I am excited to share that a beautiful, cooper alembic has been sent to me. I have chosen to name the still “Spiritus”, since the word was one of the names given to the first distillates which were made with wine, herbs and citrus.
Now that the course is finished I have been getting my ducks in a row to dive into this very ancient and alchemical art.
Auspiciously, my local friend Monika Peters began her own journey in distillation last Autumn, thus I have a “distillation” buddy! On Friday Monika and I decided to distill, thus Sunday I headed out to her home high up in the Santa Monica Mountains overlooking the Pacific ocean to do some with my still. We had planned to do a distillation and also “prepare”my still that day. Unfortunately Monikas hoses were too small for my still, so that task is set for another day…perhaps this week.
For the distillation I had Greg purchase some fresh picked, organic lavender from Fillmore at the Farmers Market on Saturday, which came with a few sprigs of mint and lemon verbena. During twilight I went out into my garden hunting for something to pair the lavender with, I was considering white sage, when the Artemesia californica caught my attention with her new shoots gently waving at me. I asked, “Oh, would you like to offer your new shoots to be converted to spirit?” I felt that the plant indeed wanted to be part of the endeavor. Thus, very early on Sunday morning, amidst the gentle song of the birds I harvested a bundle of the artemesia and gave the plant a small carnelian crystal in return for the new shoots. One thing that I find interesting about this particular plant on my front slope is that it came up on its own, most likely thanks to a bird or coyote droppings.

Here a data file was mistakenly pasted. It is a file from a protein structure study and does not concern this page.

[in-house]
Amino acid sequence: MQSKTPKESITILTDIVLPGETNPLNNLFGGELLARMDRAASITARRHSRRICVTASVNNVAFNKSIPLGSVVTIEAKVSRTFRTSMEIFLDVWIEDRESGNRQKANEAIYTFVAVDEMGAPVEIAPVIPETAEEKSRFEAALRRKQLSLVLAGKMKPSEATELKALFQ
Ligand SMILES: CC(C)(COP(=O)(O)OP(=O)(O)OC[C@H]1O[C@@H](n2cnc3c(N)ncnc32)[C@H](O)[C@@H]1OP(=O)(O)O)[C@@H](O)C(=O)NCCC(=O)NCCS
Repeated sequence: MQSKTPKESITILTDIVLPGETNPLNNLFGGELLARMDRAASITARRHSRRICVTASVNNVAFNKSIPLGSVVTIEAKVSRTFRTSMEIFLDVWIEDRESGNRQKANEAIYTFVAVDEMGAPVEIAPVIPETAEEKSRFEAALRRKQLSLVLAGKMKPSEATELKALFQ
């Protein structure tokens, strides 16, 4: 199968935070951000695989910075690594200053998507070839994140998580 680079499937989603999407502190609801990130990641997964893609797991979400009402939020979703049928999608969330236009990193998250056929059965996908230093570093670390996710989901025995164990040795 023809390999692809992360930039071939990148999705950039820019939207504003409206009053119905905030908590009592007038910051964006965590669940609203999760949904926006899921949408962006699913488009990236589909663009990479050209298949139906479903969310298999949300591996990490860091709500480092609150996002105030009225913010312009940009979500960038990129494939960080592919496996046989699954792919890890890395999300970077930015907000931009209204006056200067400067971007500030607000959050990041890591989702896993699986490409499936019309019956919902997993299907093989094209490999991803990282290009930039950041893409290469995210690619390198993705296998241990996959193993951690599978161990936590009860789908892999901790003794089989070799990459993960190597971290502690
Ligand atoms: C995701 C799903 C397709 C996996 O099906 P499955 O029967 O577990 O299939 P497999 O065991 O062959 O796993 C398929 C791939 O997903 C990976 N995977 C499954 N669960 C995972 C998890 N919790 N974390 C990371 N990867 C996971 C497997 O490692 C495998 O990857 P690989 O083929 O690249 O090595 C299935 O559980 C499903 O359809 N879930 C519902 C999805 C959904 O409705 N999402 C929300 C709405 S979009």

I then put the lavender bundles and artemesia into a bucket of filtered water while I loaded Spiritus into the car and all my other gear for the day. As I placed the bucket with the plant material into the car I decided to add a quartz crystal in with the plants to help maintain their vitality.
After determining that we would not be using my still we set up Monikas, which she named Grace. We then decided to gather some rosemary from her garden to pair with the lavender and artemesia. Thus we had a trinity of local plants from the Lamiaceae family.
We assembled all the apparatus and then weighed our plant material. Next we covered the plants with water, keeping track of how much water we used. Meanwhile Monika noted all these details and more on a paper in her notebook, including other items like the date, time, location, temperature of the day, if there was wind, etc. It was a perfect day, sunny, 79 degrees with light wind.
Next, at 1:58pm we fired up the stove! Although we could smell the beautiful aromatics as everything began to heat up it was at approximately 2:10pm we saw the first drip of our hydrosol. An incredibly exciting moment!